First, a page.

Joey Rivenbark

Being one of my favorite holidays, the fireworks on July Fourth mean a lot to me. This year, as I sat watching, I was disappointed that I didn’t have anything to launch. I had driven past at least a dozen TNT Fireworks tents that day, but those have quite a limited selection, given that any firework that leaves the ground is illegal in North Carolina. I would have loved to be a more active participant in the celebration of our nation’s freedom, but the silly laws of our state prevented me.

Many residents of our state get around this problem by driving to South Carolina and back. But as a college student with quite a limited bank, driving down south is kind of a big deal. Even if I had the time and money, it would still be an unneeded pain; a pain that highlights how incredibly trivial, silly and ineffective the laws regarding fireworks are in North Carolina.

If North Carolina’s fireworks ban is to prevent fire hazards, then lawmakers have a lot of other work to do, seeing as North Carolinians already possess the freedom to do a number of activities that have greater potential to start a fire. It only takes one trip through this state to see piles of dead trees left to burn in bonfires. Open burning of trimmings has quite the potential for danger, yet in North Carolina, it has nothing close to the severity of restrictions.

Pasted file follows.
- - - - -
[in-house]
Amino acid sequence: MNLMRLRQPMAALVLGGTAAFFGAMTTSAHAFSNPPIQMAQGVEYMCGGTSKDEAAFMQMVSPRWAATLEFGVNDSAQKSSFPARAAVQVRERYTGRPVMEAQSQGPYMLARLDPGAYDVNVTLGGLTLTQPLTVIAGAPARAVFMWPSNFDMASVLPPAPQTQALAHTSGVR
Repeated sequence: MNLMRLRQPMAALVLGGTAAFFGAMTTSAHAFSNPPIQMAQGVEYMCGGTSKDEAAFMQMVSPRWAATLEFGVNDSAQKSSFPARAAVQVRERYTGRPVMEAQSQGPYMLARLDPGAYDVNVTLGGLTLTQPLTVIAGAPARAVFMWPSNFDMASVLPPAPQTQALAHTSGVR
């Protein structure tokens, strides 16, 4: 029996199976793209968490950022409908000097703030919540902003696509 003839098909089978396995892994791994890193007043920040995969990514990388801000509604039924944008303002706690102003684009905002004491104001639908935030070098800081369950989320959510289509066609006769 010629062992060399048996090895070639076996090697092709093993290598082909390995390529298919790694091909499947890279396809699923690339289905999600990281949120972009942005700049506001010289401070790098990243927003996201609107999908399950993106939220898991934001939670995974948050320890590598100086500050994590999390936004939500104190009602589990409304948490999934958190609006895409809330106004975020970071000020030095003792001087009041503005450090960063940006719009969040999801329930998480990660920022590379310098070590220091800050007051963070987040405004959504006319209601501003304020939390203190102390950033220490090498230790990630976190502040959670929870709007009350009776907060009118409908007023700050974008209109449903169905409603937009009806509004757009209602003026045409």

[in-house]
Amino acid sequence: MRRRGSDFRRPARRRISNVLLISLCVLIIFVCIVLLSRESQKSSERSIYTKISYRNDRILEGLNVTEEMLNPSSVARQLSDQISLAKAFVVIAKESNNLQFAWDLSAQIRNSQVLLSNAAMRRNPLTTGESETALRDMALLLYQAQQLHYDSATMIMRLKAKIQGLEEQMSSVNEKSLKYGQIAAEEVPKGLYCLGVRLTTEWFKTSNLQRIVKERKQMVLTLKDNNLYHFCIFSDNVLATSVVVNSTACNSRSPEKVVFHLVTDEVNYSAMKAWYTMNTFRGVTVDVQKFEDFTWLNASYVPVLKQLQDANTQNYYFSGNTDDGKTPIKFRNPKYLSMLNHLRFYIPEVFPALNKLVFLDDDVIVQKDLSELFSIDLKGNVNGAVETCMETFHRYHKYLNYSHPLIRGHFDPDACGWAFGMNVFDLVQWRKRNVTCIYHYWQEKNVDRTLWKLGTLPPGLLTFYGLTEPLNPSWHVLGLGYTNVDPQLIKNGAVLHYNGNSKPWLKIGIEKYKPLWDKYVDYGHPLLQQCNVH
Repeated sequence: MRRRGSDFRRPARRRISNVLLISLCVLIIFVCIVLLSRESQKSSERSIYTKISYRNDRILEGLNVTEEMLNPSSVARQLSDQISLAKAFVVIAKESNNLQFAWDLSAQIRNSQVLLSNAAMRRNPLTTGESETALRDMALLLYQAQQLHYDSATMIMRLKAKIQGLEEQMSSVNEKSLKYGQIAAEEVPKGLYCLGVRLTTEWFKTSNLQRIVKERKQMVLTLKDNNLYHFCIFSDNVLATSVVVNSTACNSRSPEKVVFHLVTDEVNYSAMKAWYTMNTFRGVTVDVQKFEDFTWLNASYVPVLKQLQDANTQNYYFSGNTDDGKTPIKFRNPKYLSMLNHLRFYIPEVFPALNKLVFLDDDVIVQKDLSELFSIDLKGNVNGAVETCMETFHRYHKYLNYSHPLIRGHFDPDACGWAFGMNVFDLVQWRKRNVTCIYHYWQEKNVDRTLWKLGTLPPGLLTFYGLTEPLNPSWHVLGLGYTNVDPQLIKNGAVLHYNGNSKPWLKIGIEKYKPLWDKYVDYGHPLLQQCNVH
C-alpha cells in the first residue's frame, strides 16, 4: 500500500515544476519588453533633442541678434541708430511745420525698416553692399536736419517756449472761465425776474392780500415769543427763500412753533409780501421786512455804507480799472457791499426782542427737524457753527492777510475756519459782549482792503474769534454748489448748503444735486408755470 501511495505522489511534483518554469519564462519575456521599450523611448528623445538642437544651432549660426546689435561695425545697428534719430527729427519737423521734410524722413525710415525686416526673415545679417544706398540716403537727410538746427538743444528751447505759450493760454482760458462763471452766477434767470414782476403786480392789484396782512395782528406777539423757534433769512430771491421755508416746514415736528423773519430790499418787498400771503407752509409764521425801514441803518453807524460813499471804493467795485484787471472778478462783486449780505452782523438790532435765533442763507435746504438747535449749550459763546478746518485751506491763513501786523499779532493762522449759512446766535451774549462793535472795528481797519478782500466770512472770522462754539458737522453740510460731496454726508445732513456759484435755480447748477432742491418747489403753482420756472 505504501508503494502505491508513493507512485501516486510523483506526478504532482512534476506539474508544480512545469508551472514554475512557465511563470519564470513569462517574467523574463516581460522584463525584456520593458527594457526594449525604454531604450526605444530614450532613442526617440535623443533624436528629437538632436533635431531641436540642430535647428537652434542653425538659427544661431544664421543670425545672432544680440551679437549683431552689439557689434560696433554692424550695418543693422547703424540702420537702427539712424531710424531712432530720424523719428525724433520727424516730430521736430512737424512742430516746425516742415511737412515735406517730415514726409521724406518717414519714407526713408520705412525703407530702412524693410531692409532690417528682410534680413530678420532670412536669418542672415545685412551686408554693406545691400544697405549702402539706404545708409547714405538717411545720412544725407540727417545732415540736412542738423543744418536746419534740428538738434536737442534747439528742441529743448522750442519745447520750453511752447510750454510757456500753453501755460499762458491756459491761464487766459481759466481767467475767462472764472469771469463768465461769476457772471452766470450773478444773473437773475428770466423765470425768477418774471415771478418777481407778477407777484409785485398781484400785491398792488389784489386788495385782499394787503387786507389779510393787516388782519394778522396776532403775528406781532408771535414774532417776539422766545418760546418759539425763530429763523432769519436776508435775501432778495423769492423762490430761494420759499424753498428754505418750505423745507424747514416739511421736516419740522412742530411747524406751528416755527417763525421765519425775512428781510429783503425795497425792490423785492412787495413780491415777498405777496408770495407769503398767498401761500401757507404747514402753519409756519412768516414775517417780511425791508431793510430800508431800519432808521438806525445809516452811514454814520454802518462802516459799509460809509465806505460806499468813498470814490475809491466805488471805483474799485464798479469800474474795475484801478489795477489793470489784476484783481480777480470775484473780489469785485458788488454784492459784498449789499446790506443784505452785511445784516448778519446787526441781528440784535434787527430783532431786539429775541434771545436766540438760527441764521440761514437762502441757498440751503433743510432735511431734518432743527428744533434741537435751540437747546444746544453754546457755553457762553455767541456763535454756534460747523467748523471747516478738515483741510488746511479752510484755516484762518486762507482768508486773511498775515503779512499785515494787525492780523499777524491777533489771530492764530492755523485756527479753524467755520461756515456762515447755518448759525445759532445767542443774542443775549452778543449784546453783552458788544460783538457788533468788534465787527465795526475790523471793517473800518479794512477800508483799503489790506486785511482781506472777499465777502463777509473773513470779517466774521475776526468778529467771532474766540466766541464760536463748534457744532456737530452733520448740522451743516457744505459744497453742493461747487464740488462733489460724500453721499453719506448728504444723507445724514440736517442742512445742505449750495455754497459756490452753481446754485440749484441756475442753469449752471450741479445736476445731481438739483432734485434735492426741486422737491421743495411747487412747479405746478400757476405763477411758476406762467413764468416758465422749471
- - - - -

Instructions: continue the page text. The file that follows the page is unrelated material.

If, on the other hand, the ban is for public safety, then quite a few questions are raised about other laws regarding public safety in North Carolina. For instance, in our state, an 18-year-old can purchase a shotgun without needing a permit. Counterintuitively, acquiring a permit to set off fireworks requires attending training, being at least 21, submitting a notarized affidavit, paying a fee of $100, and meeting several other requirements. Regardless of party, anyone with common sense should question why it is harder to get fireworks than a shotgun in North Carolina.

Additionally, this law is hardly enforced on consumers, mainly because of the sheer difficulty of doing so. Without searching a driver’s vehicle — which would clearly be an overstep of the Fourth Amendment — and the fact that tracking down those who ignited the fireworks is costly both in time and resources, this law, for the most part, goes ignored when it comes to those doing the launching.

Perhaps this all sounds petty, but the fact is that a small issue like this only mainly affects the public on a few select holidays during the year. While that is true, so is the fact that the Fourth of July happens to be a fundamental part of our country. So yes, this ban is small and silly, and it is exactly for that reason that it shouldn’t be able to limit such a large part of American culture.

Fireworks on the Fourth of July are a symbol of gratitude and a celebration of freedom. North Carolinians must be able to celebrate the day that honors the freedom for which the colonials before us fought without having to jump through hoops, especially when the reasons for those hoops are unclear and inconsistent.